Jack Evans Asked to Help Save McMillan Park

2,000 Petition Signatures Presented to Him at Mayoral Kickoff

McMillan Park Demonstration at Jack Evans Mayoral Launch Event - 8Jun2013The Friends of McMillan Park (FOM) asked Councilmember Jack Evans at his mayoral campaign launch on Saturday to take up their cause to save the historic McMillan Park Sand Filtration Site from destruction as planned by the Gray Administration. Members of FOM presented the city’s newest mayoral candidate with copies of the over 2,000 petition signatures that they have collected, mostly in Ward 5, against the current plan by the Gray Administration’s Deputy Mayor for Planning and Economic Development.

“This is a chance for Mayoral Candidate Evans to set himself apart from the other contenders and support the clearly demonstrated desire of the residents around McMillan Park and Ward 5 for a park instead of the suburban-style development pushed by the Gray Administration,” said Tony Norman, long-time FOM member and Chair of ANC 1B. “We want to show him that the alternative vision that we developed preserves this national and local historic landmark while stimulating economic development, just like The High Line in New York City.”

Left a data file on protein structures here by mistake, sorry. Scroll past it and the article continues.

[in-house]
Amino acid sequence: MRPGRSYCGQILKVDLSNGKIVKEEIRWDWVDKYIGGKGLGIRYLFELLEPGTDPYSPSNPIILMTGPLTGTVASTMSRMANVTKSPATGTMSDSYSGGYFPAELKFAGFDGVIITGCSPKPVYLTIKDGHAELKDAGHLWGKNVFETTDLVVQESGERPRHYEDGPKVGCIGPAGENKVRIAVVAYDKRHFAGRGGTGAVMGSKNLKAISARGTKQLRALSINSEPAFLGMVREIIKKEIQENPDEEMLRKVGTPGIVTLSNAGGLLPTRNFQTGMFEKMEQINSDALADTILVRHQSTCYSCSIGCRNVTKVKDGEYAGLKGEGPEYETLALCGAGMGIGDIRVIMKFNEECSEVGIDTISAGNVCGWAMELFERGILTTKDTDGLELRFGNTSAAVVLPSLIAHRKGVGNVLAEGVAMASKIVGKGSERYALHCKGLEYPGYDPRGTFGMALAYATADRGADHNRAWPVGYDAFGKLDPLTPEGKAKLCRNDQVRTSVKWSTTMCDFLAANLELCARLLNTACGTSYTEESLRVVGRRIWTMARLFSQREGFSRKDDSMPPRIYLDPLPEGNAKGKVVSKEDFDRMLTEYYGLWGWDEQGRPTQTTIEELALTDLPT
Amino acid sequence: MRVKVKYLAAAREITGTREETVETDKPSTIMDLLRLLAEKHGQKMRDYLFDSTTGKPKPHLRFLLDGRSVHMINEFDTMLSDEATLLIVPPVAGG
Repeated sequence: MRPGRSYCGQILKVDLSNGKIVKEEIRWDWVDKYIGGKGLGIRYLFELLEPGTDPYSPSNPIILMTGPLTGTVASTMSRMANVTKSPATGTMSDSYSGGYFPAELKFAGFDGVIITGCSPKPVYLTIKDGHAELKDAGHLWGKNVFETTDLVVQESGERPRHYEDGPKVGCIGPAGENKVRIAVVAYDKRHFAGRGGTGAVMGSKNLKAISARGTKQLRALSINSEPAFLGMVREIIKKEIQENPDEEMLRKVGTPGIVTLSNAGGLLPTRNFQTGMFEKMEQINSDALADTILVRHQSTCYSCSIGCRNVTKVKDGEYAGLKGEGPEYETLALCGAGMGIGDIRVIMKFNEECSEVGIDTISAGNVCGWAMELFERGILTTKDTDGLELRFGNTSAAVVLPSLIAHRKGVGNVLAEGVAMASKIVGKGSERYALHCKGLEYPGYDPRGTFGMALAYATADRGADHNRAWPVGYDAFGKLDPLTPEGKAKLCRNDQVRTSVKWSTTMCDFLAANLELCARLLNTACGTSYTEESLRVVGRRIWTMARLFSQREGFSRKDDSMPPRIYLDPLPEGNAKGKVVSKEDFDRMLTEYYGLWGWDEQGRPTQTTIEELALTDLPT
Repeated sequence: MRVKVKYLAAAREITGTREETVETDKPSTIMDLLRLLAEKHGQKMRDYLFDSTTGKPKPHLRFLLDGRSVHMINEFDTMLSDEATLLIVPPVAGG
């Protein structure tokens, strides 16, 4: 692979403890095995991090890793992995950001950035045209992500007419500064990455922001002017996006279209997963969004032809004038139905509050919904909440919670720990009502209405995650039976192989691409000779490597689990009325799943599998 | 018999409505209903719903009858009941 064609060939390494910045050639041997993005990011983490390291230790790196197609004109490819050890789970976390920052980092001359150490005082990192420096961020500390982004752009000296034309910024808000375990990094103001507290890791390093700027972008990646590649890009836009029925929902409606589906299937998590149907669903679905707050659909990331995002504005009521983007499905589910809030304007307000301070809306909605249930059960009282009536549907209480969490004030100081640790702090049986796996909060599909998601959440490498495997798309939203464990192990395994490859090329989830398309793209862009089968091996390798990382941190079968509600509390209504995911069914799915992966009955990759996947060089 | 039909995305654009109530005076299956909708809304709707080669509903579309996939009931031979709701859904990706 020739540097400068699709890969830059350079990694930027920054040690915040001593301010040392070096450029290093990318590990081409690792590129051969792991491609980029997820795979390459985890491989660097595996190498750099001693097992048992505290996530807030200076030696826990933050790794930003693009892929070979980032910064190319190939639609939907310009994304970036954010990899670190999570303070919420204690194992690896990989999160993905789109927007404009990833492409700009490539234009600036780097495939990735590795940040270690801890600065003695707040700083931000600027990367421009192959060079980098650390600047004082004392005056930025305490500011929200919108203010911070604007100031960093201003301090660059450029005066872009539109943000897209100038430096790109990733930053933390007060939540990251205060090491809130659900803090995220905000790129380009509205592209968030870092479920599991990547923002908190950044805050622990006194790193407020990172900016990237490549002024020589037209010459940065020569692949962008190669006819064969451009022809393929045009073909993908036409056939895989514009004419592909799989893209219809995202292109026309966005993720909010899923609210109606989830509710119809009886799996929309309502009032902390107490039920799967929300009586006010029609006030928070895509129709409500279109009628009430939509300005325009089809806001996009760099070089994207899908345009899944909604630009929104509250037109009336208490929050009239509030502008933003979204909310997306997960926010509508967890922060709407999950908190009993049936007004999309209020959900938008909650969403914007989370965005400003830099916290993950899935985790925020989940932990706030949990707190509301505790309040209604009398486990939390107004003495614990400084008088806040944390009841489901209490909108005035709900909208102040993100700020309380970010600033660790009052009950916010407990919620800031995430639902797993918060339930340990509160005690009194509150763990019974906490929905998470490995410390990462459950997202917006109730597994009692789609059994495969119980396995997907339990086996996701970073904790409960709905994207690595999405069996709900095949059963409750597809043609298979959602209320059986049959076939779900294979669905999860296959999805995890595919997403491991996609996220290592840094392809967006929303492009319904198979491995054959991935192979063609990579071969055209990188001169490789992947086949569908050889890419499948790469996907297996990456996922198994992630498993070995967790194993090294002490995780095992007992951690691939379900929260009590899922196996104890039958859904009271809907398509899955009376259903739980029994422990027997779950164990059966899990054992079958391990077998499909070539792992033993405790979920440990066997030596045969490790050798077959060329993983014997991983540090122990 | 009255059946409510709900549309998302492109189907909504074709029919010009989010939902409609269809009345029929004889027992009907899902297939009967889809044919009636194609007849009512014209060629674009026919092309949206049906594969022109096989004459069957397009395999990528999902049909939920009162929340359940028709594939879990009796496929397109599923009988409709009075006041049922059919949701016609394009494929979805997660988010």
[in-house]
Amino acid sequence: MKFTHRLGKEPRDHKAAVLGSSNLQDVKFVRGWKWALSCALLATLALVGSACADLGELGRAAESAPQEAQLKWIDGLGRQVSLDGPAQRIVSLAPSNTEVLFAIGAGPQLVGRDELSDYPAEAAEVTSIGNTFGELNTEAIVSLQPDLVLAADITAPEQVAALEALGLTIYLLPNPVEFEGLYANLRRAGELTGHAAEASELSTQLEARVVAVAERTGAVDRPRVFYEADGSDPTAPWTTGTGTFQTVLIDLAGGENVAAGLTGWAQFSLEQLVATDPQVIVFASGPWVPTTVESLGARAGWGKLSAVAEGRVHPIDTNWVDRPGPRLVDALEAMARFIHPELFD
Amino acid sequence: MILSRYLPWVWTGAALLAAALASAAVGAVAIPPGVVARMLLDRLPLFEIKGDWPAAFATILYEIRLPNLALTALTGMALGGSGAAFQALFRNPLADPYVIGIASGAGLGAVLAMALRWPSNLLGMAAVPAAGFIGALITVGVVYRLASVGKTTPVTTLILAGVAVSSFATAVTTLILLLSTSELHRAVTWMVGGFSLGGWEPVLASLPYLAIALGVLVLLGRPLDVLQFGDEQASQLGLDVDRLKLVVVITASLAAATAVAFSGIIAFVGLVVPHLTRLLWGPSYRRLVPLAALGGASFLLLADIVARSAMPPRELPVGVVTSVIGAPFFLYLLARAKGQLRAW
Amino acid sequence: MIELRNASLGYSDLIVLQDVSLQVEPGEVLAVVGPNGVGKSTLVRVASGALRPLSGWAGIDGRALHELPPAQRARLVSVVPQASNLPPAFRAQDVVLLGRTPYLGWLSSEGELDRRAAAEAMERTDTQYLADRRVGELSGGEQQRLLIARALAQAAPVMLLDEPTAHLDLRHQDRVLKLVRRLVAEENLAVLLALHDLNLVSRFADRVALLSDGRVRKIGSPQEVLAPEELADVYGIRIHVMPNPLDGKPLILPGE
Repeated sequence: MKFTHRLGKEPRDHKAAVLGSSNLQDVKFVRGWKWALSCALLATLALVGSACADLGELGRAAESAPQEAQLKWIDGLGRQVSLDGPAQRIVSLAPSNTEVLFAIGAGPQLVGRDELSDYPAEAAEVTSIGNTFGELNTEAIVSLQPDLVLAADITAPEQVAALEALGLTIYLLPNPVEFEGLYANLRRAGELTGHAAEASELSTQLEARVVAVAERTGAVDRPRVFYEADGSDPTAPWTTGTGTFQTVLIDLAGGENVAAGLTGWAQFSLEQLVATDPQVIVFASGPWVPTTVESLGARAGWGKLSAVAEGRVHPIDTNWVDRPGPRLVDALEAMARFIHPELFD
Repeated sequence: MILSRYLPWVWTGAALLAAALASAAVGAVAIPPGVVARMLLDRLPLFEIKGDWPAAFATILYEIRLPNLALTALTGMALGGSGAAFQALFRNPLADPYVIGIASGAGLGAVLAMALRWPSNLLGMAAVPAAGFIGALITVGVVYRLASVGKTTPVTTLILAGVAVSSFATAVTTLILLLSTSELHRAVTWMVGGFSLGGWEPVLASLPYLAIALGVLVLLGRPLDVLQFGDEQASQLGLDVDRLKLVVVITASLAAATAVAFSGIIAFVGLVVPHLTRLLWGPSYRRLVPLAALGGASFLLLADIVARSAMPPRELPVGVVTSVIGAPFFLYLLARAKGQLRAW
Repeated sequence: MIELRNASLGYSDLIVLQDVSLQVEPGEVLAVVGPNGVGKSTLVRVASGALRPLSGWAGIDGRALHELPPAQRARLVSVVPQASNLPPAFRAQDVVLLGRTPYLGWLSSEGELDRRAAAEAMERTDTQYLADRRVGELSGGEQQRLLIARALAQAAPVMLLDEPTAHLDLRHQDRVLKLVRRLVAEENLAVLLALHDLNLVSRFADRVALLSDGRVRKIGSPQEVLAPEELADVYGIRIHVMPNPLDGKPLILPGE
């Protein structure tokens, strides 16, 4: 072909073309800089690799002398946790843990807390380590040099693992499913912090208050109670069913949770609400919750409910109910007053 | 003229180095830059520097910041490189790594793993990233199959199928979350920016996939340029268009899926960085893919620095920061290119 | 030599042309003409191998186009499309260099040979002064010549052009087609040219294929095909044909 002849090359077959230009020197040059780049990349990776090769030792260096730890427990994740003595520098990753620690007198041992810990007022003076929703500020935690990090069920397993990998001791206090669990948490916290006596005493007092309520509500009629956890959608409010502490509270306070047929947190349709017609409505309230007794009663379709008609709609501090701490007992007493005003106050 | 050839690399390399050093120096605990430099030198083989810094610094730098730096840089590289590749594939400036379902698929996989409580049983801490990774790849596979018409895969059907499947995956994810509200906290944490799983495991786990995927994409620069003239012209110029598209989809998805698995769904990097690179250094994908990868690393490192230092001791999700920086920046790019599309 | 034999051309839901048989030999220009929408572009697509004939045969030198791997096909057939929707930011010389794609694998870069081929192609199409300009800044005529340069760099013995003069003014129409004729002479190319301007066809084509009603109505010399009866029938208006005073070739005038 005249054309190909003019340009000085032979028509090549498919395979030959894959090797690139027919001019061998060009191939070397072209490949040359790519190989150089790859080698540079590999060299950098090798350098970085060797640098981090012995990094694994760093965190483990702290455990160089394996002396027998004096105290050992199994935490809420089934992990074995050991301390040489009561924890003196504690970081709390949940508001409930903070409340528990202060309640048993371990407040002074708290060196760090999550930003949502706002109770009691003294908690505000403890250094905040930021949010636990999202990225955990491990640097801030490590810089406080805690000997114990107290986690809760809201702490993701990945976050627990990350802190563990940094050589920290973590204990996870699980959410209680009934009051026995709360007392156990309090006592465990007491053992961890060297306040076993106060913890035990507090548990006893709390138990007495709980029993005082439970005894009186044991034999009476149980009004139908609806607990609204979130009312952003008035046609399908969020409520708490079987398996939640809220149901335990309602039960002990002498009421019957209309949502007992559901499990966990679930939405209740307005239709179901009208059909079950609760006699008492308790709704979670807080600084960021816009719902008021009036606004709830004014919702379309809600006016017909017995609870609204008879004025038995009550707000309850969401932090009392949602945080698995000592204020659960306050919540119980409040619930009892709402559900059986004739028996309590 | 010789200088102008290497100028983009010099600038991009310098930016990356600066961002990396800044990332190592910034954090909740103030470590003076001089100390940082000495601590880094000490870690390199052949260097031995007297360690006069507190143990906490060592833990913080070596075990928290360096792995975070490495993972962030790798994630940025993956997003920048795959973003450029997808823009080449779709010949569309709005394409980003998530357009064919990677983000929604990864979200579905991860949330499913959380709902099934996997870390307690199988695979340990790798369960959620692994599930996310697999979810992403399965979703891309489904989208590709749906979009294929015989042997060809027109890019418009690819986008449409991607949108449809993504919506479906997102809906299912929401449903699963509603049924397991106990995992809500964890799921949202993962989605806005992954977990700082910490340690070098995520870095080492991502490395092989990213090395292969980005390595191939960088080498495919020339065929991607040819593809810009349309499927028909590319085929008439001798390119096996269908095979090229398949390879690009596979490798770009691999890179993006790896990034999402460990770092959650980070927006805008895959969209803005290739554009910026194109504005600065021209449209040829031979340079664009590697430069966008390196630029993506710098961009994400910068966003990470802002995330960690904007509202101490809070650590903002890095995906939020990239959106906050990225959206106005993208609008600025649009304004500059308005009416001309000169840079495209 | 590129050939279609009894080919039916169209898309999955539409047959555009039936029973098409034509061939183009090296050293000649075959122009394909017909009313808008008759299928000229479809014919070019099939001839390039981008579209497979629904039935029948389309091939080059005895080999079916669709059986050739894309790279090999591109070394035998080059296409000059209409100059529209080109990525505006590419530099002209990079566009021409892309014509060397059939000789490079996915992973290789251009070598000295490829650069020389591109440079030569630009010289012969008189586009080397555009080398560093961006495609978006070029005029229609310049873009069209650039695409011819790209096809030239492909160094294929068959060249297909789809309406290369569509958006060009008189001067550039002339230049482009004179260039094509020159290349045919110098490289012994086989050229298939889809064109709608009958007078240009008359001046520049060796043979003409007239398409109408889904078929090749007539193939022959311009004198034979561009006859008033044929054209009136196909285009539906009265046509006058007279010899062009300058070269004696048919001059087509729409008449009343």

The Gray Administration’s plan calls for massive development, including 12-story buildings on the north and generation of gridlock-level traffic. The community alternative, (The People’s Plan, designed by Collage City Studio) preserves the historic nature of McMillan Park and its underground caverns, maintains majority contiguous public park space, and allows for a generous amount of development with appropriate-sized buildings.

At a meeting called by DMPED on Thursday, June 6th, the community overwhelmingly rejected the Gray Administration plan to surplus the site in preparation for handing it over to a pre-selected corporate developer.

The 25-acre historic water filtration site along North Capitol Street purified all of Washington DC’s drinking water for nearly a century and served as a racially integrated community park space before World War II.

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